The Brink

“The Limits of Observational Documentary”

Scott Krzych (Colorado College)

The Brink follows Stephen K. Bannon—the infamous advisor to President Trump and former chairman of Breitbart.com—as he travels throughout Europe, where he meets and strategizes with a wide assortment of leaders of far-right political movements, before he returns to the US to campaign on behalf of pro-Trump candidates during the 2018 mid-term elections. At the film’s conclusion, despite Bannon’s best efforts, the Republicans encounter substantial electoral losses, leading to the Democratic Party’s recapture of a majority of seats in the House of Representatives. In a documentary that remains relatively non-confrontational with its central subject, the concluding scenes of electoral defeat appear intent to offer a glimmer of hope, or at least an affective reprieve, for The Brink’s viewers, most of whom, I expect, are no fans of Bannon in the first place. In contrast to the haunting and moody tone of American Dharma (2018), in which Errol Morris steps from behind his Interrotron to confront Bannon face-to-face, The Brink takes a more oblique approach. Though Bannon occasionally engages in mildly combative conversation with director Alison Klayman (who operates the camera throughout), The Brink remains unassumingly observational.

This is not to say that Klayman avoids editorial commentary entirely, however. The film’s editing emphasizes certain, seemingly symptomatic, features of Bannon’s personality, drawing our attention to his quirks and idiosyncrasies, as well as to rather mundane examples where Bannon exhibits cases of personal hypocrisy or an inability to admit his own mistakes. Bannon seems uncomfortable when taking photographs with adoring throngs of Republican fans, often offering trite and cliched comments to fill the uncomfortable silences; he mispronounces the name of a Chinese official and refuses to admit his error when corrected; he sheepishly admits on-camera his occasional failure to live up to his populist brand while he awaits a private jet to whisk him away to speaking engagements where he will champion the so-called “forgotten working class;” and, as almost countless shots affirm, he is addicted to Red Bull energy drinks.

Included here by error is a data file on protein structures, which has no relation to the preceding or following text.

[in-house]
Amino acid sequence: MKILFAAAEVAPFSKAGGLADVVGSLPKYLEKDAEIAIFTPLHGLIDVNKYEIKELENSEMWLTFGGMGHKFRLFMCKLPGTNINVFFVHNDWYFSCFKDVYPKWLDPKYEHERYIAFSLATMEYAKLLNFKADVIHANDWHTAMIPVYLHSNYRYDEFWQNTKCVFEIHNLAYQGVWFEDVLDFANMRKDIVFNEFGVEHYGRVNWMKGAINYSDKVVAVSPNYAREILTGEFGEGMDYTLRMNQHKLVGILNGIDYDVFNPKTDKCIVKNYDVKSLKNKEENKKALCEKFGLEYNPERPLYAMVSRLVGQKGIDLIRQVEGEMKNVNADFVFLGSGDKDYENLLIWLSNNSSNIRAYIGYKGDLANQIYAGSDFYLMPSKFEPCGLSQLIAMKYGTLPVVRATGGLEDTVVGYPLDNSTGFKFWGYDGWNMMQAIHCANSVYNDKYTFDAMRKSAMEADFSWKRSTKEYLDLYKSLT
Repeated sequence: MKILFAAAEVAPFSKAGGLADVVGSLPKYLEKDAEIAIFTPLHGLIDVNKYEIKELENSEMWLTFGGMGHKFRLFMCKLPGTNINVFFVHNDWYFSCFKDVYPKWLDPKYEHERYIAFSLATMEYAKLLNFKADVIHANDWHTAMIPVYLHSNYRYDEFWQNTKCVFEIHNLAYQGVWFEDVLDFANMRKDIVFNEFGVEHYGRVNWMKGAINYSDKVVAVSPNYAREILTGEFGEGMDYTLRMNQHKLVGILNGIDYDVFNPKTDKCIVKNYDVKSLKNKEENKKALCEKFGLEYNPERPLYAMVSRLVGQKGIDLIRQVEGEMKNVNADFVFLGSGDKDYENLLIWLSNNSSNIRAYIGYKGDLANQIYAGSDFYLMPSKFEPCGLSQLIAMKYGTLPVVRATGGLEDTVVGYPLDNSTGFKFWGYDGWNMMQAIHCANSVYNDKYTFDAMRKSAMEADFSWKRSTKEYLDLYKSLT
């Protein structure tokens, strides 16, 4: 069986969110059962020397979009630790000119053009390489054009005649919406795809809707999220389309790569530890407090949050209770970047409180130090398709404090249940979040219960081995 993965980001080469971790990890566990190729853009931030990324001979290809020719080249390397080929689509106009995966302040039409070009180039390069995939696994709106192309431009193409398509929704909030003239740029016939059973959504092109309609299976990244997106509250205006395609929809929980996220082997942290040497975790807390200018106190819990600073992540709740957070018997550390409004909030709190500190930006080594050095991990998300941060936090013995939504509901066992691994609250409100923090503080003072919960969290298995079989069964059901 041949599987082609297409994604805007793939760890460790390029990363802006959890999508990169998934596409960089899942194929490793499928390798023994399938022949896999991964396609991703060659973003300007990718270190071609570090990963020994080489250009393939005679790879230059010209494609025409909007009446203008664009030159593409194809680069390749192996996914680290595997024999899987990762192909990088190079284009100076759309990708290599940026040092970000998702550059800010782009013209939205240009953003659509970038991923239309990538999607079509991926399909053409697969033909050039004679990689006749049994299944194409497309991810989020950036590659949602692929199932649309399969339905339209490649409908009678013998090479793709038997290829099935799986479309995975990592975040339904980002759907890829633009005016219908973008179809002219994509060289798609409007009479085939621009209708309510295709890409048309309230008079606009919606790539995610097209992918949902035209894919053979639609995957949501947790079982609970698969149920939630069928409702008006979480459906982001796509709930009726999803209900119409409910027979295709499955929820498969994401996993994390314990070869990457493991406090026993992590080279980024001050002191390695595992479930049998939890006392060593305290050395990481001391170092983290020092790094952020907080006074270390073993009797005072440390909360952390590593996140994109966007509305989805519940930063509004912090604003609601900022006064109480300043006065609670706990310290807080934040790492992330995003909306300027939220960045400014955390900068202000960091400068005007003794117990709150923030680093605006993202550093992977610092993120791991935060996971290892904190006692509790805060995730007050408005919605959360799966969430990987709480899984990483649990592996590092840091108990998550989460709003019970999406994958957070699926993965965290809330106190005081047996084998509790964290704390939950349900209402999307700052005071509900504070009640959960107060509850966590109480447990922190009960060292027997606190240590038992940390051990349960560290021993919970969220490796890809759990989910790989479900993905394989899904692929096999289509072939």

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Consequently, in The Brink, as A.O. Scott notes, the “horror [of Bannon’s rise to influence] alternates with grim comedy.” The litany of personal foibles, not to mention Bannon’s inability to sway the mid-term election in Trump’s favor at the film’s climax, deconstructs Bannon’s preferred persona as he has crafted it for the mainstream media, particularly his embrace of the moniker “evil genius.” “What’s risky about the film, but essential,” Klayman notes in an interview, “is that you encounter him as a person.” And the success of the film, she further claims, hinges on the audience’s recognition of Bannon as a “huckster,” less villainous mastermind and more used car salesman.

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Yet if Klayman hopes to kill with kindness, the tepid approach perhaps demonstrates the limits of the observational method, at least for the subject matter engaged here. That Bannon is subject to delusions of grandeur, or that he seems interested in his own celebrity even more than in progressing his political movement, and so on, are revelations that leave untouched Bannon’s material contributions to the stoking of neo-Fascist xenophobia on Breitbart, not to mention his role in helping to elect to the presidency a former reality-TV star who has put children in cages, escalated American militarism at the risk of further wars across the globe, and undone environmental regulations and international agreements even in the face of climate catastrophe.